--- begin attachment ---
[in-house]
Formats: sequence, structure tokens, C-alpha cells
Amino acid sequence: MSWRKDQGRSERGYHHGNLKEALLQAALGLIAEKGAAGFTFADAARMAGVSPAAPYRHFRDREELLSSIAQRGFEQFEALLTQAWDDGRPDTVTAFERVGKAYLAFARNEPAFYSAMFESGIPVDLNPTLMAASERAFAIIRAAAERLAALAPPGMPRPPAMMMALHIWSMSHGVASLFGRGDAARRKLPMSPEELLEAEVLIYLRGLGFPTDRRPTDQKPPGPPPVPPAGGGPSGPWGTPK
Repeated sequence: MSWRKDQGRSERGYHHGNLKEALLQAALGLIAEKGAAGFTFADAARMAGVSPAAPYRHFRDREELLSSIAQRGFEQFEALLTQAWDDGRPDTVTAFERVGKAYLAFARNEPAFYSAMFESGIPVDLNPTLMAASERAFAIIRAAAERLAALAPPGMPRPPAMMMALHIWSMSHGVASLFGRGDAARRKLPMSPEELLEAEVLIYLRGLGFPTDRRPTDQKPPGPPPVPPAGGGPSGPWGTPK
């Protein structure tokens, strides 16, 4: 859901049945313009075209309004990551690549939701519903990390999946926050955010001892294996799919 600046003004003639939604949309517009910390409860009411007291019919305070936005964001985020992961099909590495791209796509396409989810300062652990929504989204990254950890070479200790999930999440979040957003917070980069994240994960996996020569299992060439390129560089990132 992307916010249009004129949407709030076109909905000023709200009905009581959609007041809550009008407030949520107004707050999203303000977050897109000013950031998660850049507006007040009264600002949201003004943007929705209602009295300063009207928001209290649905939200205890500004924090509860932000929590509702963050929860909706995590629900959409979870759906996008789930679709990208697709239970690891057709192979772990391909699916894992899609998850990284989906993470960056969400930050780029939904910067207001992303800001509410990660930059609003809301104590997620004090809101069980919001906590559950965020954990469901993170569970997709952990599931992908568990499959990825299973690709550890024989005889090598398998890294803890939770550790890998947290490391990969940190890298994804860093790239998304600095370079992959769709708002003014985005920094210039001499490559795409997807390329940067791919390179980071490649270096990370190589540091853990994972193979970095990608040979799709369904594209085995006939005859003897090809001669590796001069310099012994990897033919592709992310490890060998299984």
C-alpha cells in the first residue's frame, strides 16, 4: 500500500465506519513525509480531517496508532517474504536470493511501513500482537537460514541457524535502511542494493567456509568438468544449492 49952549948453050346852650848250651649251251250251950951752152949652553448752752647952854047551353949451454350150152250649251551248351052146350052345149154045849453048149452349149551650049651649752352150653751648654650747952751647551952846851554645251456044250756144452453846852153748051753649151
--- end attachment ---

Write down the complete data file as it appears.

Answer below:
[in-house]
Formats: sequence, structure tokens, C-alpha cells
Amino acid sequence: MSWRKDQGRSERGYHHGNLKEALLQAALGLIAEKGAAGFTFADAARMAGVSPAAPYRHFRDREELLSSIAQRGFEQFEALLTQAWDDGRPDTVTAFERVGKAYLAFARNEPAFYSAMFESGIPVDLNPTLMAASERAFAIIRAAAERLAALAPPGMPRPPAMMMALHIWSMSHGVASLFGRGDAARRKLPMSPEELLEAEVLIYLRGLGFPTDRRPTDQKPPGPPPVPPAGGGPSGPWGTPK
Repeated sequence: MSWRKDQGRSERGYHHGNLKEALLQAALGLIAEKGAAGFTFADAARMAGVSPAAPYRHFRDREELLSSIAQRGFEQFEALLTQAWDDGRPDTVTAFERVGKAYLAFARNEPAFYSAMFESGIPVDLNPTLMAASERAFAIIRAAAERLAALAPPGMPRPPAMMMALHIWSMSHGVASLFGRGDAARRKLPMSPEELLEAEVLIYLRGLGFPTDRRPTDQKPPGPPPVPPAGGGPSGPWGTPK
């Protein structure tokens, strides 16, 4: 859901049945313009075209309004990551690549939701519903990390999946926050955010001892294996799919 600046003004003639939604949309517009910390409860009411007291019919305070936005964001985020992961099909590495791209796509396409989810300062652990929504989204990254950890070479200790999930999440979040957003917070980069994240994960996996020569299992060439390129560089990132 992307916010249009004129949407709030076109909905000023709200009905009581959609007041809550009008407030949520107004707050999203303000977050897109000013950031998660850049507006007040009264600002949201003004943007929705209602009295300063009207928001209290649905939200205890500004924090509860932000929590509702963050929860909706995590629900959409979870759906996008789930679709990208697709239970690891057709192979772990391909699916894992899609998850990284989906993470960056969400930050780029939904910067207001992303800001509410990660930059609003809301104590997620004090809101069980919001906590559950965020954990469901993170569970997709952990599931992908568990499959990825299973690709550890024989005889090598398998890294803890939770550790890998947290490391990969940190890298994804860093790239998304600095370079992959769709708002003014985005920094210039001499490559795409997807390329940067791919390179980071490649270096990370190589540091853990994972193979970095990608040979799709369904594209085995006939005859003897090809001669590796001069310099012994990897033919592709992310490890060998299984």
C-alpha cells in the first residue's frame, strides 16, 4: 500500500465506519513525509480531517496508532517474504536470493511501513500482537537460514541457524535502511542494493567456509568438468544449492 49952549948453050346852650848250651649251251250251950951752152949652553448752752647952854047551353949451454350150152250649251551248351052146350052345149154045849453048149452349149551650049651649752352150653751648654650747952751647551952846851554645251456044250756144452453846852153748051753649151